Tuesday, April 20, 2010

Article on Bay Area kinetic sculptor Nemo Gould

The Daily Californian recently ran a nice article on kinetic sculptor Nemo Gould.

From the article:
Gould's sculptures utilize nearly all "found" articles, synthesizing discarded objects and forgotten antiques with mechanical movement. Bringing art and technology together in whimsical sculptures, Gould pulls from science fiction and comic book mythology from when he was a little boy. For all his professional, eloquent articulation of what his work represents, Nemo Gould is at play in his studio-infusing his anthropomorphic figures with child-like imagination. With sincerity and a smirk, Gould declares, "I take silly very seriously."

Here is a link the full article on Nemo Gould at The Daily Californian.


Labels: , , , , ,



Thursday, August 27, 2009

Green Science's Amphibian Rover kit

Green Science's Amphibian Rover kit
Create your own motorized amphibious vehicle using 4 recycled plastic bottles and this kit which includes plastic body parts motor, battery case, wheel hubs, paddles, screws, terminal caps, and instructions. You will also need to supply 2 AAA batteries and a small Philips screwdriver.

Here the link for the Amphibian Rover Kit




Labels: , , , ,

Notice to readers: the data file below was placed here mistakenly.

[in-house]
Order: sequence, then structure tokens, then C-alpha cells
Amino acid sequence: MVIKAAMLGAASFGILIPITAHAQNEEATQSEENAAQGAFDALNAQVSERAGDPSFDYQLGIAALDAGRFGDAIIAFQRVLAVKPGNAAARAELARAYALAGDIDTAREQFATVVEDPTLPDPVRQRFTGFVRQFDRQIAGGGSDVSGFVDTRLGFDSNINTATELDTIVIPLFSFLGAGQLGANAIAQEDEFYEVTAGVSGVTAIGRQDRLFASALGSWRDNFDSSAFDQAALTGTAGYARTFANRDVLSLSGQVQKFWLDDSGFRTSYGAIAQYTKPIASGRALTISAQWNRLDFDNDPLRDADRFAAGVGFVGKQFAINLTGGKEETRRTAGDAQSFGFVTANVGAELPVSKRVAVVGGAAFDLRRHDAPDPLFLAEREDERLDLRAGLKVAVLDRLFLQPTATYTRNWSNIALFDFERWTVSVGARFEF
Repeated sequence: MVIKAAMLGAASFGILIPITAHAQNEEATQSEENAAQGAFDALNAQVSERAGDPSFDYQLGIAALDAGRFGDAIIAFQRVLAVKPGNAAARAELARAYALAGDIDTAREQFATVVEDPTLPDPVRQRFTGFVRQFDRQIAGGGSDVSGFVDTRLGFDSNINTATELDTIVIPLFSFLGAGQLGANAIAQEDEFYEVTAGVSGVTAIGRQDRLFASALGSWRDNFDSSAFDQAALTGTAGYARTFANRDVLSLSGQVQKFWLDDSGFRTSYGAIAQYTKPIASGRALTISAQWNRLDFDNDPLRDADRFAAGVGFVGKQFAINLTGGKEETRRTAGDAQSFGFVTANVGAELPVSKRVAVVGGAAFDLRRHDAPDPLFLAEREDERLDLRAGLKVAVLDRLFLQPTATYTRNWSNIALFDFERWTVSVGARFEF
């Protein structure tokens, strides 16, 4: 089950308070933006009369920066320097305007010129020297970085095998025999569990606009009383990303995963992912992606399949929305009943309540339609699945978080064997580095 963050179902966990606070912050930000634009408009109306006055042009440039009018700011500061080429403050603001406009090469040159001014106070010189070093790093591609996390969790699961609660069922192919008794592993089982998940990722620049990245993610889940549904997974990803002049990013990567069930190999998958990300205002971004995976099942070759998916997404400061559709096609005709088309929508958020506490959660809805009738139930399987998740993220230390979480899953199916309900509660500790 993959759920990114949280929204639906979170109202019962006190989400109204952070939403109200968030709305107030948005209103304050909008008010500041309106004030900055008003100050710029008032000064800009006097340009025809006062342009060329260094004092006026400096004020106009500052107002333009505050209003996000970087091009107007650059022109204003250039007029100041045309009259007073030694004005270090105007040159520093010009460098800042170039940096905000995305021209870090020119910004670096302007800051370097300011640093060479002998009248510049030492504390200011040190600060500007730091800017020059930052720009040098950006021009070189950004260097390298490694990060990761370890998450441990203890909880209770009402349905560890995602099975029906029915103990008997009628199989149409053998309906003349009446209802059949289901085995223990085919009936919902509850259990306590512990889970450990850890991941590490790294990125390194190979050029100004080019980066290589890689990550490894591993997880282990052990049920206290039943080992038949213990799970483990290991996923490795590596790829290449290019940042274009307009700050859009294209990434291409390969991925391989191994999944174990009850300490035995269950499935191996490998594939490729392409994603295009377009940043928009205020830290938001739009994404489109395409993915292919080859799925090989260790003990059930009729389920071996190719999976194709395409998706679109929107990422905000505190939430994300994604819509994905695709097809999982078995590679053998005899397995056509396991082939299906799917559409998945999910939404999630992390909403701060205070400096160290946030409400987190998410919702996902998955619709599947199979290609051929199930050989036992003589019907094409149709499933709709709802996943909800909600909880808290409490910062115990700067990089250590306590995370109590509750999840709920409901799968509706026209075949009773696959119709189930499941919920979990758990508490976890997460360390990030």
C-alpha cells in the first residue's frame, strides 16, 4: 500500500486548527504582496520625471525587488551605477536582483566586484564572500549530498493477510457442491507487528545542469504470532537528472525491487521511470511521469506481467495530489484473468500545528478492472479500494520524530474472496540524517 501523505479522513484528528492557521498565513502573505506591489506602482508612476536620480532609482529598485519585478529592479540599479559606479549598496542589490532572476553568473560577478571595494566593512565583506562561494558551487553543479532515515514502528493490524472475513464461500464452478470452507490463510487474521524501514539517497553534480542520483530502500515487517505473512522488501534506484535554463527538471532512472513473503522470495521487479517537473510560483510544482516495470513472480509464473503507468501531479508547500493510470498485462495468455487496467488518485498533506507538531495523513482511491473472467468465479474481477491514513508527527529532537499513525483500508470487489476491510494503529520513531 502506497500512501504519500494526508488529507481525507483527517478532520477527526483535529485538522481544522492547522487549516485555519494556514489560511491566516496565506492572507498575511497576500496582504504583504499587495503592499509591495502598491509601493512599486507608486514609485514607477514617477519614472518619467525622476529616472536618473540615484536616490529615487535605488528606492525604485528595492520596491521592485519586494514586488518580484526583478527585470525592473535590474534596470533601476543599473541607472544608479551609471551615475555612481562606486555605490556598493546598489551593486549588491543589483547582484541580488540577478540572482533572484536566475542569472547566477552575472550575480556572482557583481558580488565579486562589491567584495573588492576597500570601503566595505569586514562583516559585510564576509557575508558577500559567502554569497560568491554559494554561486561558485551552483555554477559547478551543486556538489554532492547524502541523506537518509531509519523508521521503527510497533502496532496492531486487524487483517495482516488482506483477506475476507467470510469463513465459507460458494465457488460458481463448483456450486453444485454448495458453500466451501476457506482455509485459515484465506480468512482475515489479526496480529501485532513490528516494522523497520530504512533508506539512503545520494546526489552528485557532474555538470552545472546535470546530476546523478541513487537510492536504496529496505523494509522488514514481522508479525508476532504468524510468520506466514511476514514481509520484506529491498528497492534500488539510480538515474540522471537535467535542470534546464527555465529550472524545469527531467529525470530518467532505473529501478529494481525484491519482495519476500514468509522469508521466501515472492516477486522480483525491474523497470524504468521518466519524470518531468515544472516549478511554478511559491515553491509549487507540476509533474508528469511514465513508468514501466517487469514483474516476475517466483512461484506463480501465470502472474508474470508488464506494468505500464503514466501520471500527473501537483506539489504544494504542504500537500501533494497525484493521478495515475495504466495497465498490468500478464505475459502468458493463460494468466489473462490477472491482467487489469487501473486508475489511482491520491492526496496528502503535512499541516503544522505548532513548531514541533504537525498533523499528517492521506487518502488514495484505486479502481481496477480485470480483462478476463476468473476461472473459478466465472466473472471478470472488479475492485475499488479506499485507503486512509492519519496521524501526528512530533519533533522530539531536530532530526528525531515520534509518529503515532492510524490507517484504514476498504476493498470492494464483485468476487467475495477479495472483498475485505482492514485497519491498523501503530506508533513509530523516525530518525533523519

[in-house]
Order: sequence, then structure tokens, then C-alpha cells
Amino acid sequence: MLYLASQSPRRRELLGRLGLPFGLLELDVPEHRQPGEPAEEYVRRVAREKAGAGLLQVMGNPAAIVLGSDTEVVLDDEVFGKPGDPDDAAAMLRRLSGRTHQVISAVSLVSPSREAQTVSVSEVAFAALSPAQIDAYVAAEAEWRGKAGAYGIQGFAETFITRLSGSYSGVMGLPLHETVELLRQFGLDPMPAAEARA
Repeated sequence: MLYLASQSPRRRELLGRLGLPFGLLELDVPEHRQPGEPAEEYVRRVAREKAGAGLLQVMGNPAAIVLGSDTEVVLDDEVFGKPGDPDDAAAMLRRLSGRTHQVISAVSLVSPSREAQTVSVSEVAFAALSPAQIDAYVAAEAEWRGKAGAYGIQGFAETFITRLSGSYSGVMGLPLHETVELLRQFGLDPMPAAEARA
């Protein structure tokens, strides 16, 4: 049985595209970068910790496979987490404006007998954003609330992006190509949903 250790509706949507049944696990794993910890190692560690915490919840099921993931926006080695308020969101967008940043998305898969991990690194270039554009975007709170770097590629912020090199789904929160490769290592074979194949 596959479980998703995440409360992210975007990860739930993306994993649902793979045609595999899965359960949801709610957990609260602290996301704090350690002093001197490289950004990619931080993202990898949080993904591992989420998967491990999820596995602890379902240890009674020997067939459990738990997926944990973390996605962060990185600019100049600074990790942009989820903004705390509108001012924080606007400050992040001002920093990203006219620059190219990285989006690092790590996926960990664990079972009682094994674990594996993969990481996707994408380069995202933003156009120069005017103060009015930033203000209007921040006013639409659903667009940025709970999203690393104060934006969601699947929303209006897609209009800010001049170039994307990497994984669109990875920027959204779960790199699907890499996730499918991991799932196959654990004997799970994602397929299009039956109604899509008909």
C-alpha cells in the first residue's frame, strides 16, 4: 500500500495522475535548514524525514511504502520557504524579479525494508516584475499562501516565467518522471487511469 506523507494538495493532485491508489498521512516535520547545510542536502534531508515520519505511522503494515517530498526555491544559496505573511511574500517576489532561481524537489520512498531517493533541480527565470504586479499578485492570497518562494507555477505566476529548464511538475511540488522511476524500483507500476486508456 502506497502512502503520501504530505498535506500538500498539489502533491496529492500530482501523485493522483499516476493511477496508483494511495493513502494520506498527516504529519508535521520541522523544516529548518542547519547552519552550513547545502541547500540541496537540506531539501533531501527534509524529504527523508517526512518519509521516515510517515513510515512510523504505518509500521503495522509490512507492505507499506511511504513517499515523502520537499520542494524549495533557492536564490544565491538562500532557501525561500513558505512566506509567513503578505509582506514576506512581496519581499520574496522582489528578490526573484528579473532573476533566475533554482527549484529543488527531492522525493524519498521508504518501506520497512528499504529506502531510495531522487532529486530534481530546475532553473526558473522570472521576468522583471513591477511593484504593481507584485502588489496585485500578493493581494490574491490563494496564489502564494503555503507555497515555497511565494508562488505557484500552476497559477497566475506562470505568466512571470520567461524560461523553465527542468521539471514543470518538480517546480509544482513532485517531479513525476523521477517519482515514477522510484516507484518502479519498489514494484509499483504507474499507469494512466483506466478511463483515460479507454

Wednesday, July 29, 2009

Stunning posable mechanical cheetah sculpture

Stunning mechanical cheetah sculpture
I guess this made the rounds on some of the big blogs a few weeks ago, but I missed it. Maybe you did too. This is a mechanical, posable cheetah made of steel and various recycled parts. The creation of artist Andrew Chase, the cheetah took 60 hours of time to create. That's fast work if you ask me!

From the Wired article online:
'She's constructed out of electrical conduit, used transmission parts, disemboweled household appliances, 20-gauge steel and a lot of fender washers," says Chase.

The 24-inch tall cheetah measures about 50-inches nose-to-tail and weighs about 40 lbs. It also mimics the joints and movements of a real cat.

The cheetah is part of an ecosystem in a six-year art project called the 'Timmy universe.' The project has, so far, led to a mechanical giraffe and an elephant. Chase who has shown the giraffe at crafts fairs earlier had priced it at $6,000. No word on how much the cheetah will cost.

Here is the full Wired article on mechanical cheetah with lots of additional photographs.


Labels: , , , , ,